Welcome to our column, Russia Update, where we will be closely following day-to-day developments in Russia, including the Russian government’s foreign and domestic policies.
The previous issue is here, and see also our Russia This Week stories âAnti-Maidanâ Launched by Nationalists, Cossacks, Veterans, Bikers and The Guild War â How Should Journalists Treat Russian State Propagandists? and special features âManaged Springâ: How Moscow Parted Easily with the âNovorossiyaâ Leaders, Putin âThe Imperialistâ A Runner-Up For Timeâs âPerson of the Yearâ and It’s Not Just Oil and Sanctions Killing Russia’s Economy, It’s Putin.
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Russian businessman Konstantin Malofeyev and his business partner Dmitry Skuratov have denied media reports about searches held in their homes and offices, Interfax reports: (translation by The Interpreter):
The press service of Konstantin Malofeyev officially denies the information disseminated in a number of Russia media outlets about searches conducted in the homes and offices of the businessman and his business partner Dmitry Skuratov. These reports do not correspondent to reality.
Yet as we reported earlier, Kommersant, a business daily, obtained court records that said Malofeyev had lost his appeal to stop searches of his premises and they had indeed been searched. Kommersant said it couldn’t get a comment from Malofeyev.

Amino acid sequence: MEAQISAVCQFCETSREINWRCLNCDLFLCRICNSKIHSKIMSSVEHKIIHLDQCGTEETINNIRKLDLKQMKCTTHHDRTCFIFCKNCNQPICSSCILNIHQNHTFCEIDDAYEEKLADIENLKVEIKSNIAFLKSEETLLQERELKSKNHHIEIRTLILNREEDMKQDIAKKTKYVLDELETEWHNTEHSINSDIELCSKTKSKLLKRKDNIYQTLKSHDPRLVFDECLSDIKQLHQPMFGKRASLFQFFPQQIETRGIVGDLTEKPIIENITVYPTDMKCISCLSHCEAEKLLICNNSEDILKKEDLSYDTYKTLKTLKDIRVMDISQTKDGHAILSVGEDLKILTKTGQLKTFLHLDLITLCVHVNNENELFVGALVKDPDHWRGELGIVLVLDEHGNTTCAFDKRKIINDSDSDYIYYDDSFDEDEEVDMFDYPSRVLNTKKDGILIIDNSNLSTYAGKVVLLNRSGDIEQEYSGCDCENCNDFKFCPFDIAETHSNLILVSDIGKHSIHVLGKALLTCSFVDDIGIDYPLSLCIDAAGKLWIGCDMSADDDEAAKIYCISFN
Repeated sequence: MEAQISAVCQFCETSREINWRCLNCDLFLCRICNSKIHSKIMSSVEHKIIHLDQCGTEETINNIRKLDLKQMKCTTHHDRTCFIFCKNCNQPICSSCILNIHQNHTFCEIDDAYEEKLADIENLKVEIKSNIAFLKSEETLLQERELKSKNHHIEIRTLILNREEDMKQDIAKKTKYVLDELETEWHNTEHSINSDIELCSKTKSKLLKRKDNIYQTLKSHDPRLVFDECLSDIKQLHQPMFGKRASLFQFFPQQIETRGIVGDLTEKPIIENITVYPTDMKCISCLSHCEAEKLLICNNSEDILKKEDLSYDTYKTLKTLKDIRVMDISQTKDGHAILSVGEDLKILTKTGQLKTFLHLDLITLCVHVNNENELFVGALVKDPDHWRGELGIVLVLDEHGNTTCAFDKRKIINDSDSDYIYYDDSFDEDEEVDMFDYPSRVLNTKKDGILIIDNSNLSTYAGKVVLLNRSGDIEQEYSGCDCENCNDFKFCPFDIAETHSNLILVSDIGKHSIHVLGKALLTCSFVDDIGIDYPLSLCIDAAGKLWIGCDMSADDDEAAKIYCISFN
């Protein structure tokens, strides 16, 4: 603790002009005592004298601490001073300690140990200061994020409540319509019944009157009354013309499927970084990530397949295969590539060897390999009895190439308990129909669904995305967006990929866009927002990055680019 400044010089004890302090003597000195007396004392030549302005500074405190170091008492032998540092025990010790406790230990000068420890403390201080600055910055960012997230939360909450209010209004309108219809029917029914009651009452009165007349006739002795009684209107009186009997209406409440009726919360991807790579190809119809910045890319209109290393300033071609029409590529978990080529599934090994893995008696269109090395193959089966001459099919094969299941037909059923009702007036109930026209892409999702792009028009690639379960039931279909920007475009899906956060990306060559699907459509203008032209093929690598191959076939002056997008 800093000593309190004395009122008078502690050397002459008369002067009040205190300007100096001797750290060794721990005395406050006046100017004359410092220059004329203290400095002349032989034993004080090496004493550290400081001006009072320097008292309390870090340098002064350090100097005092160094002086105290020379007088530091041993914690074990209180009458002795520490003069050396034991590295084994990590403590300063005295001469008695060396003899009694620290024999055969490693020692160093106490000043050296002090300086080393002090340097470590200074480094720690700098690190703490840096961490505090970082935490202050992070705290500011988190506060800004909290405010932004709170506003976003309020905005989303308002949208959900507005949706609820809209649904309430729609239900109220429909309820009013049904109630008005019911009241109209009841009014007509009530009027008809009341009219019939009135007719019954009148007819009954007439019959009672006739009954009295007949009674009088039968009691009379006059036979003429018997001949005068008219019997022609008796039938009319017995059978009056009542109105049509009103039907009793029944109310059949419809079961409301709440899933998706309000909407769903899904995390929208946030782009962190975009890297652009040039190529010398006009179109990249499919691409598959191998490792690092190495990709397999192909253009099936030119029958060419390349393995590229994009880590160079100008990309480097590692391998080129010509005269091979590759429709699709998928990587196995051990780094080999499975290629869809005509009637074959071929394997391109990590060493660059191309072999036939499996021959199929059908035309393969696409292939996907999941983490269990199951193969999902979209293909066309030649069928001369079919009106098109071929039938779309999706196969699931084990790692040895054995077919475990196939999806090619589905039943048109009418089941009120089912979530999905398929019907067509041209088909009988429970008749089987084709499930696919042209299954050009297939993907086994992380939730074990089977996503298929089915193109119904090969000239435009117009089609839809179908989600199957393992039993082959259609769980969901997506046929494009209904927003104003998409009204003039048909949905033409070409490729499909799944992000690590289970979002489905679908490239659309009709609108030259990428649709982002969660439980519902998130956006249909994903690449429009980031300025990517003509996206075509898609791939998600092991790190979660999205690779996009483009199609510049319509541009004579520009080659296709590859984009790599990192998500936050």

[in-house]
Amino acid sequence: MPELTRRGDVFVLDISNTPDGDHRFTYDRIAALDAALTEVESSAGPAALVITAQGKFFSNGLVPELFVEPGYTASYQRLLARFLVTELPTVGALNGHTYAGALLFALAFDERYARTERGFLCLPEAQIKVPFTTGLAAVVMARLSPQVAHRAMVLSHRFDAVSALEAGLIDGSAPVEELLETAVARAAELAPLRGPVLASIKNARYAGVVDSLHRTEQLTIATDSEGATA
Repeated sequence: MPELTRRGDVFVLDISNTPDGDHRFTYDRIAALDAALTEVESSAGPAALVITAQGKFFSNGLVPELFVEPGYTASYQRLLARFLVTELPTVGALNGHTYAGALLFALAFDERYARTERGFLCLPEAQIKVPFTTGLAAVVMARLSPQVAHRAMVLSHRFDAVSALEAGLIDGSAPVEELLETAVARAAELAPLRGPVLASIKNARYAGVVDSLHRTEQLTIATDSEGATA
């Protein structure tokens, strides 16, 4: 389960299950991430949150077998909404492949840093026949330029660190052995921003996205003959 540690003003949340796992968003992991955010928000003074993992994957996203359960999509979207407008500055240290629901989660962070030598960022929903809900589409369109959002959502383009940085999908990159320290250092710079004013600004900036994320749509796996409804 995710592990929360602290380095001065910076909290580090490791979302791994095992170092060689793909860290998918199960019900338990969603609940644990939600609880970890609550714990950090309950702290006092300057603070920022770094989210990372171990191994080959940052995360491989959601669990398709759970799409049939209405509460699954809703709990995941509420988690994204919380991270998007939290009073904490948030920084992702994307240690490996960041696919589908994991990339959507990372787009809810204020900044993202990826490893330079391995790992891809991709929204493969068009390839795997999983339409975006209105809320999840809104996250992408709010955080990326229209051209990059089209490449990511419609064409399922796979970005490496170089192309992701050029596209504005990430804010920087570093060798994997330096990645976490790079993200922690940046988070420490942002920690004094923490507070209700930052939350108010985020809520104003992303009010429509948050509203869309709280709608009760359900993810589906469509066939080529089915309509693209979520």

Meanwhile, Skuratov said that nothing had changed about their status in the case, “We are witnesses,” Kommersant quoted him as saying, although he refused to comment on new search or other actions by the investigation, saying that the investigation had made him sign a non-disclosure statement.
In an article titled “American Sanctions Did Not Protect Him from a Search,” Kommersant said the Interior Ministry had “unexpectedly activated the investigation into a high-profile case about theft of a loan from VTB Bank for more than $225 million.” Kommersant implied they had court records, as they noted that Malofeyev’s appeal at Moscow City Court had been lost.
In fact, Malofeyev isn’t in the US list of persons sanctioned with regard to the war in Ukraine, but he has been included in the lists of the EU and Canada.
Dmitry Skuratov is the son of Yuri Skuratov, former prosecutor general whose own career ended during the Yeltsin administration in scandal after disclosure of a sex tape.
Malofeyev has been tied to support of the Russian-backed separatists in southeastern Ukraine. Some observers have theorized that if any effort was made to prosecute Malofeyev, it would mean that his protection from Putin had evaporated and now he might be sacrificed if Putin was ostensibly going to rein in the militants in Ukraine. Yet there is no evidence that the Kremlin’s support for the rebels has disappeared, or even that Malofeyev is needed to arrange it — or make it go away. Malofeyev is associated with ultrarightist ideologue Aleksandr Dugin, who was fired from Moscow State University, where Putin is the chairman of the board, for his extreme incitement against Ukrainians.